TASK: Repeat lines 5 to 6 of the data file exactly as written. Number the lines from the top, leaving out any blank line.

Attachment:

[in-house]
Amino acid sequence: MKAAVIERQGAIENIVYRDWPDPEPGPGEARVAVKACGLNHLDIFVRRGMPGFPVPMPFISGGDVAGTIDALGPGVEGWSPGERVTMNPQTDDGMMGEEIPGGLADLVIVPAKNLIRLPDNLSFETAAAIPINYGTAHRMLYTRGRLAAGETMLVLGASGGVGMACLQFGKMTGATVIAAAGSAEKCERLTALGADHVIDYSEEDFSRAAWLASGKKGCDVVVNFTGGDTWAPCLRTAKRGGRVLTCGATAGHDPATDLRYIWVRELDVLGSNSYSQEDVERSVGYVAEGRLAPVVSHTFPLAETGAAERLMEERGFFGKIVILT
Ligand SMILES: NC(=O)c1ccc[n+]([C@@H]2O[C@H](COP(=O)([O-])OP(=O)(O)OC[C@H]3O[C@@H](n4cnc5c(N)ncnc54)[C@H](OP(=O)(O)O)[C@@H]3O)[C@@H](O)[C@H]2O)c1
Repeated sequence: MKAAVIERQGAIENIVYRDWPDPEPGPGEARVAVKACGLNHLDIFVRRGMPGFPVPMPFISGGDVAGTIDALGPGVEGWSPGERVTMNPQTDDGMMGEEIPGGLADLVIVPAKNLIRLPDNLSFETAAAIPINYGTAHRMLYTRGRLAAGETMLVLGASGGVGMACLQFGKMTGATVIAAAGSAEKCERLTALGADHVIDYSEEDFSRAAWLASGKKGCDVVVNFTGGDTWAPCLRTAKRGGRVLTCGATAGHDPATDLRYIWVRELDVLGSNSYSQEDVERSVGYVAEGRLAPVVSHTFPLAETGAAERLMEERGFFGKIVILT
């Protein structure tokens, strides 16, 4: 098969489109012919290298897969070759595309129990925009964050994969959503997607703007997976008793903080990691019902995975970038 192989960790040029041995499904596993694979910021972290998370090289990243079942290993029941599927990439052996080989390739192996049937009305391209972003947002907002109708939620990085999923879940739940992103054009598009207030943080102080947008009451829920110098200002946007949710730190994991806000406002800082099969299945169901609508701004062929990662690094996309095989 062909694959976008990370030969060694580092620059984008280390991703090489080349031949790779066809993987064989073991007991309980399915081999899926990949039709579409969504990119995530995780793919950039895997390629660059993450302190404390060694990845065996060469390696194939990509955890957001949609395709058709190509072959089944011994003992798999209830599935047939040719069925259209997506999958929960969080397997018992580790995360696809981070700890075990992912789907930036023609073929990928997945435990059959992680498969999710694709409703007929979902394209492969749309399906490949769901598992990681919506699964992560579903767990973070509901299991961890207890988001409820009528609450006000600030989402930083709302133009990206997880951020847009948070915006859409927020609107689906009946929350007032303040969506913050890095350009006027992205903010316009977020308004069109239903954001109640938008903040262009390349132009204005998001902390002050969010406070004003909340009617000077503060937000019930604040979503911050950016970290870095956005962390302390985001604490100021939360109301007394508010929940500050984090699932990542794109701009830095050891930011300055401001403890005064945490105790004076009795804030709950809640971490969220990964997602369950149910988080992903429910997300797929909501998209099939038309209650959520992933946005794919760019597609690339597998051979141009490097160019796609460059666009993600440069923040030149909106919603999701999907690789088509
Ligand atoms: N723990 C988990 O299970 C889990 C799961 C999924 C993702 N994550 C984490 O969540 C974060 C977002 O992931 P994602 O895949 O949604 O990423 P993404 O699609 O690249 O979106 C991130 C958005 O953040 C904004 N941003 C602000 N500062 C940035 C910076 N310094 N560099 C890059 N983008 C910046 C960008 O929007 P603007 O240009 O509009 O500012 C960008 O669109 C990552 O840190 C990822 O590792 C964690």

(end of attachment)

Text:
């Protein structure tokens, strides 16, 4: 098969489109012919290298897969070759595309129990925009964050994969959503997607703007997976008793903080990691019902995975970038 192989960790040029041995499904596993694979910021972290998370090289990243079942290993029941599927990439052996080989390739192996049937009305391209972003947002907002109708939620990085999923879940739940992103054009598009207030943080102080947008009451829920110098200002946007949710730190994991806000406002800082099969299945169901609508701004062929990662690094996309095989 062909694959976008990370030969060694580092620059984008280390991703090489080349031949790779066809993987064989073991007991309980399915081999899926990949039709579409969504990119995530995780793919950039895997390629660059993450302190404390060694990845065996060469390696194939990509955890957001949609395709058709190509072959089944011994003992798999209830599935047939040719069925259209997506999958929960969080397997018992580790995360696809981070700890075990992912789907930036023609073929990928997945435990059959992680498969999710694709409703007929979902394209492969749309399906490949769901598992990681919506699964992560579903767990973070509901299991961890207890988001409820009528609450006000600030989402930083709302133009990206997880951020847009948070915006859409927020609107689906009946929350007032303040969506913050890095350009006027992205903010316009977020308004069109239903954001109640938008903040262009390349132009204005998001902390002050969010406070004003909340009617000077503060937000019930604040979503911050950016970290870095956005962390302390985001604490100021939360109301007394508010929940500050984090699932990542794109701009830095050891930011300055401001403890005064945490105790004076009795804030709950809640971490969220990964997602369950149910988080992903429910997300797929909501998209099939038309209650959520992933946005794919760019597609690339597998051979141009490097160019796609460059666009993600440069923040030149909106919603999701999907690789088509
Ligand atoms: N723990 C988990 O299970 C889990 C799961 C999924 C993702 N994550 C984490 O969540 C974060 C977002 O992931 P994602 O895949 O949604 O990423 P993404 O699609 O690249 O979106 C991130 C958005 O953040 C904004 N941003 C602000 N500062 C940035 C910076 N310094 N560099 C890059 N983008 C910046 C960008 O929007 P603007 O240009 O509009 O500012 C960008 O669109 C990552 O840190 C990822 O590792 C964690």